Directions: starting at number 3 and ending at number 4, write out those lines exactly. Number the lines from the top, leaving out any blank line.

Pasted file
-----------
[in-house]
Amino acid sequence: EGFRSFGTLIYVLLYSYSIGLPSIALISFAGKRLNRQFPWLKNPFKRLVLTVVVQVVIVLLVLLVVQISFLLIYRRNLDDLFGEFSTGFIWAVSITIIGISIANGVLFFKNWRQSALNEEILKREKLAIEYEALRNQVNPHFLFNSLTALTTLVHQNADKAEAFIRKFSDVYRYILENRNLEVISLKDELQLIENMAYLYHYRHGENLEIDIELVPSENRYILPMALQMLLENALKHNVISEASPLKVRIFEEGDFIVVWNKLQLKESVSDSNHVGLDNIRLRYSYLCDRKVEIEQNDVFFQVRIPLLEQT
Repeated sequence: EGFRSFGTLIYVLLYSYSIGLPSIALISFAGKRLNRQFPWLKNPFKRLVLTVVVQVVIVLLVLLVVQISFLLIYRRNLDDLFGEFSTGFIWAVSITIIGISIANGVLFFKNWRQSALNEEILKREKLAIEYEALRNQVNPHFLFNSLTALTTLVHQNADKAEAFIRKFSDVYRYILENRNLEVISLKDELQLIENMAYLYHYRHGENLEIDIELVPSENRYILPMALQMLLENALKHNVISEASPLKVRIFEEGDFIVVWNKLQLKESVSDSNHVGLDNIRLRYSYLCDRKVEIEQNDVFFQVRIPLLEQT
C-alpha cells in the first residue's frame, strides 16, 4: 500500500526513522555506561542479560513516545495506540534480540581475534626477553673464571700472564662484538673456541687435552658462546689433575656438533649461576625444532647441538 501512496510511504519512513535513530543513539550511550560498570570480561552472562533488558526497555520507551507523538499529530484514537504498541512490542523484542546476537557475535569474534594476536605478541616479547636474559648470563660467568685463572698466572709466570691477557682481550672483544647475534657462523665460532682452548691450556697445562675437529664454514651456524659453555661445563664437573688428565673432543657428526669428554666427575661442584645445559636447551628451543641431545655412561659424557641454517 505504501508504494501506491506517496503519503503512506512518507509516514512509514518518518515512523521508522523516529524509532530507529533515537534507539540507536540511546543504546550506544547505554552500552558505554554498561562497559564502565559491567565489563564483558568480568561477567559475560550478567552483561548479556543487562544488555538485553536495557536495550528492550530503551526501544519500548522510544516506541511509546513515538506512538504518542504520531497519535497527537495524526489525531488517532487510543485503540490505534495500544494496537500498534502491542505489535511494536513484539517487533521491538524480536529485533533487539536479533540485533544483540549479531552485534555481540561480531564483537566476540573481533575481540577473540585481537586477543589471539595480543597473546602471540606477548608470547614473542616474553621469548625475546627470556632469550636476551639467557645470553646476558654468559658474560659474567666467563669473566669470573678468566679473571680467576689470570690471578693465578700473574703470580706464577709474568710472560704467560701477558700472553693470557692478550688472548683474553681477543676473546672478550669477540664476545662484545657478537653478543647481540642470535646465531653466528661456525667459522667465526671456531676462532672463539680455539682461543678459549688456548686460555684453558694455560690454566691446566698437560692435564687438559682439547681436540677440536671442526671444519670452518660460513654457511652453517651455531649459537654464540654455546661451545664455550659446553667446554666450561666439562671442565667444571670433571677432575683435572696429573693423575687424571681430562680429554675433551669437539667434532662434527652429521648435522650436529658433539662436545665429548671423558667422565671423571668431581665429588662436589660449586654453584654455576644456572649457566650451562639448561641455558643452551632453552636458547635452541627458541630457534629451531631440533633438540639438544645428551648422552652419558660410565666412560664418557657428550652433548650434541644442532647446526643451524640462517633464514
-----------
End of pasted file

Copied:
Repeated sequence: EGFRSFGTLIYVLLYSYSIGLPSIALISFAGKRLNRQFPWLKNPFKRLVLTVVVQVVIVLLVLLVVQISFLLIYRRNLDDLFGEFSTGFIWAVSITIIGISIANGVLFFKNWRQSALNEEILKREKLAIEYEALRNQVNPHFLFNSLTALTTLVHQNADKAEAFIRKFSDVYRYILENRNLEVISLKDELQLIENMAYLYHYRHGENLEIDIELVPSENRYILPMALQMLLENALKHNVISEASPLKVRIFEEGDFIVVWNKLQLKESVSDSNHVGLDNIRLRYSYLCDRKVEIEQNDVFFQVRIPLLEQT
C-alpha cells in the first residue's frame, strides 16, 4: 500500500526513522555506561542479560513516545495506540534480540581475534626477553673464571700472564662484538673456541687435552658462546689433575656438533649461576625444532647441538 501512496510511504519512513535513530543513539550511550560498570570480561552472562533488558526497555520507551507523538499529530484514537504498541512490542523484542546476537557475535569474534594476536605478541616479547636474559648470563660467568685463572698466572709466570691477557682481550672483544647475534657462523665460532682452548691450556697445562675437529664454514651456524659453555661445563664437573688428565673432543657428526669428554666427575661442584645445559636447551628451543641431545655412561659424557641454517 505504501508504494501506491506517496503519503503512506512518507509516514512509514518518518515512523521508522523516529524509532530507529533515537534507539540507536540511546543504546550506544547505554552500552558505554554498561562497559564502565559491567565489563564483558568480568561477567559475560550478567552483561548479556543487562544488555538485553536495557536495550528492550530503551526501544519500548522510544516506541511509546513515538506512538504518542504520531497519535497527537495524526489525531488517532487510543485503540490505534495500544494496537500498534502491542505489535511494536513484539517487533521491538524480536529485533533487539536479533540485533544483540549479531552485534555481540561480531564483537566476540573481533575481540577473540585481537586477543589471539595480543597473546602471540606477548608470547614473542616474553621469548625475546627470556632469550636476551639467557645470553646476558654468559658474560659474567666467563669473566669470573678468566679473571680467576689470570690471578693465578700473574703470580706464577709474568710472560704467560701477558700472553693470557692478550688472548683474553681477543676473546672478550669477540664476545662484545657478537653478543647481540642470535646465531653466528661456525667459522667465526671456531676462532672463539680455539682461543678459549688456548686460555684453558694455560690454566691446566698437560692435564687438559682439547681436540677440536671442526671444519670452518660460513654457511652453517651455531649459537654464540654455546661451545664455550659446553667446554666450561666439562671442565667444571670433571677432575683435572696429573693423575687424571681430562680429554675433551669437539667434532662434527652429521648435522650436529658433539662436545665429548671423558667422565671423571668431581665429588662436589660449586654453584654455576644456572649457566650451562639448561641455558643452551632453552636458547635452541627458541630457534629451531631440533633438540639438544645428551648422552652419558660410565666412560664418557657428550652433548650434541644442532647446526643451524640462517633464514